Blog: Leonie BarrieRetailers weather February storms

Leonie Barrie | 8 March 2010

Despite fears that heavy snowstorms on the east coast of the United States would hurt February retail sales, the latest results released last week suggest apparel shoppers refused to be put off by wintry weather. In fact, estimates say the nation's retailers saw their strongest monthly same-store sales in over two years.

Easy year-on-year comparisons no doubt helped lift the numbers, but retailers are taking comfort from the fact consumers are starting to make some of the purchases they put off during the recession - even though they still remain focused on deals. Another positive is that pricing continues to remain strong, with retailers avoiding extreme discounting to drive traffic to their stores.

The focus is now shifting to March and April for signs of a sustained turnaround in consumer demand. By then, spring lines will be fully in-store, and an earlier Easter is likely to give an extra boost to March revenues.

For retailers in the EU, a cloud is still hanging over the sourcing of leather-upper shoes from China and Vietnam after a European court dismissed Chinese claims that anti-dumping duties on footwear imports from these countries was unfair. Beijing filed a complaint with the World Trade Organization (WTO) last month, after the EU extended anti-dumping tariffs by another 15 months. If the two sides now fail to reach an agreement, the WTO complaints body will rule on the case.

Marks and Spencer, meanwhile, is aiming to become the "world's most sustainable retailer" by 2015, with the addition of 80 more commitments under its Plan A "eco-plan". It wants to see at least half of its clothing lines with at least one sustainable or ethical quality, and  has promised to "bring clarity" to the living-wage debate for workers in Bangladesh, Sri Lanka and India. The boss of the UK retailer separately told a conference in London that investing in sustainability will grow the business.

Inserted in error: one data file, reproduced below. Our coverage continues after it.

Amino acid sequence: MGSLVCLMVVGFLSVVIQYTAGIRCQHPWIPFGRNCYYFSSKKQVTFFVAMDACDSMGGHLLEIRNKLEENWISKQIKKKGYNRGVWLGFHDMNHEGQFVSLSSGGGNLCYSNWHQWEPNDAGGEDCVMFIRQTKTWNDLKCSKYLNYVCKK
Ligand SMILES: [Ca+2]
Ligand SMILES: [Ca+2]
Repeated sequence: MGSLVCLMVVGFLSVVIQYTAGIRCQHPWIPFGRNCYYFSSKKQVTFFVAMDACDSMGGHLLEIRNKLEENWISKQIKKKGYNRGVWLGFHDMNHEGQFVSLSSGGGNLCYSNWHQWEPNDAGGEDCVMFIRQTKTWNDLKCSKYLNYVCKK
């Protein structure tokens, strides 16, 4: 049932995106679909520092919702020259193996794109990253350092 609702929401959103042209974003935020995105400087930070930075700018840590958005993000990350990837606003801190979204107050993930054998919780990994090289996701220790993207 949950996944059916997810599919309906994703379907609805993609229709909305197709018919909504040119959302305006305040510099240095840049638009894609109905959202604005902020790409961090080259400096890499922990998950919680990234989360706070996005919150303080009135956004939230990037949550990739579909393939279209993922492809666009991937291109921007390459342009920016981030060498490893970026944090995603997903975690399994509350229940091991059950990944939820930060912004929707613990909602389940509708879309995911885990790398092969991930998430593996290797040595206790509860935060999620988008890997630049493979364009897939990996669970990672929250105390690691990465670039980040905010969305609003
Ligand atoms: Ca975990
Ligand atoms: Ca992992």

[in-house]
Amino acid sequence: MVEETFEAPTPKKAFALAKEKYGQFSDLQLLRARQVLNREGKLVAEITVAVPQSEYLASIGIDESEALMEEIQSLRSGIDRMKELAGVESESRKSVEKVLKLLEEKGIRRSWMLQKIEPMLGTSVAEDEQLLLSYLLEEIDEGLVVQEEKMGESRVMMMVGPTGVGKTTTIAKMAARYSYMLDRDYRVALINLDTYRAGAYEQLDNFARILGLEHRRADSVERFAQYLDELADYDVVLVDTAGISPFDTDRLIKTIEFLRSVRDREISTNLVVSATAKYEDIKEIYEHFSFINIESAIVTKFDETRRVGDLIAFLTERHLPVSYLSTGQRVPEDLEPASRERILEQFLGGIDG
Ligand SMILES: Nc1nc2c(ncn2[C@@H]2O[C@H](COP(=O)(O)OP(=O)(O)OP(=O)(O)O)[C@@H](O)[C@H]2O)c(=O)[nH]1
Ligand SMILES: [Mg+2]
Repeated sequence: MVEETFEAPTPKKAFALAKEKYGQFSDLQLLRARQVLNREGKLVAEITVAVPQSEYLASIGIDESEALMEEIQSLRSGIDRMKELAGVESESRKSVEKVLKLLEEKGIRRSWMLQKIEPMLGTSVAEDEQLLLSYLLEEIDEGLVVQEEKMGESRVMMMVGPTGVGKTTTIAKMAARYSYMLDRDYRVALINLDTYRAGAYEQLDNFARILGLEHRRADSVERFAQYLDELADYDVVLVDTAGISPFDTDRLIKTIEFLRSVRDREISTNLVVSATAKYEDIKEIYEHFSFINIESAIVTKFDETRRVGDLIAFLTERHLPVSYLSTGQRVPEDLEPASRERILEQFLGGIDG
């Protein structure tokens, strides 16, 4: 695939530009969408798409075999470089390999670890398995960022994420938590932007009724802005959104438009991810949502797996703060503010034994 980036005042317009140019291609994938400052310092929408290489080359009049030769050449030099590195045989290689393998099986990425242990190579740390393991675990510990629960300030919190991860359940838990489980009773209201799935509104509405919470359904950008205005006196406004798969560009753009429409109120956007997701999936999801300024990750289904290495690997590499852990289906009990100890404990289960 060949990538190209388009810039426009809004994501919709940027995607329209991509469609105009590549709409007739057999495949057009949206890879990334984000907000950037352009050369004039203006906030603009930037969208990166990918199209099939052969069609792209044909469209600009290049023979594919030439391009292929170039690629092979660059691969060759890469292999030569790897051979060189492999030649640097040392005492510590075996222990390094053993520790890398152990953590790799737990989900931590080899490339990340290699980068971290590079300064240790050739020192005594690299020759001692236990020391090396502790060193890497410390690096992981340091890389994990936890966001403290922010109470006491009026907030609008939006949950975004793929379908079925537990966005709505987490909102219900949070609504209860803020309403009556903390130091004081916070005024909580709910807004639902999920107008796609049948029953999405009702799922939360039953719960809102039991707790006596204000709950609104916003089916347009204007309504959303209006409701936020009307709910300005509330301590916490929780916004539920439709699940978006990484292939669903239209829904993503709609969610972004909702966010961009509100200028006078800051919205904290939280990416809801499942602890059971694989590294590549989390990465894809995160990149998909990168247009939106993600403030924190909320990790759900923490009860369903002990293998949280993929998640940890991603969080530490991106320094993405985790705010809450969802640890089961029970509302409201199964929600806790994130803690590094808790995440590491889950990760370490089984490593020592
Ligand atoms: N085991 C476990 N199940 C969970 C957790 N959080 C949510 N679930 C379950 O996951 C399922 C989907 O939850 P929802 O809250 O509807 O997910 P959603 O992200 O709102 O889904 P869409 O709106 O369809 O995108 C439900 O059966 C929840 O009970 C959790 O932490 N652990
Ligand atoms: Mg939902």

The UK's biggest supermarket retailer, Tesco, has also committed to improving overseas factory workers' wages - and says it wants to make its Florence & Fred (F&F) line the world's biggest fashion brand within five years. As well as the UK, the range is now expanding into Thailand, South Korea and Malaysia, and the company believes that increasing productivity at its sourcing factories should lead to higher wages and better value for customers.

Swingeing increases in freight costs are also forcing retailers to evaluate ever-more creative ways of driving down expenses. Speaking at a sourcing round table last week, a group of influential retailers highlighted the exponentially rising price of shipping, which in some cases has soared up to 200%. Forming tighter relationships with overseas factories in tandem with freight forwarders is key, they said, adding that there comes a point at which driving source costs down could impact quality.


BLOG

The disruption of digitisation

There's currently a lot of talk about how the digitisation of key processes along the clothing supply chain can bring benefits ranging from faster decision-making to improved efficiency, transparency ...

BLOG

US retailers stock up amid tariff threat

Apparel imports into the US took a tumble in March, with double-digit declines from three of the top ten supplier countries. While the results reflect Lunar New Year factory shutdowns in Asia, China –...

BLOG

Uncertain times should spur innovation

The uncertainty of potential tariffs affecting the clothing and textile sector – and a Trump administration that appears poised to levy more of them – continue to loom large over the apparel and footw...

BLOG

How Bangladesh has moved from "basket case" to bellwether

The fifth anniversary of the collapse of the Rana Plaza factory building in Bangladesh dominated coverage on just-style last week....

just-style homepage



Forgot your password?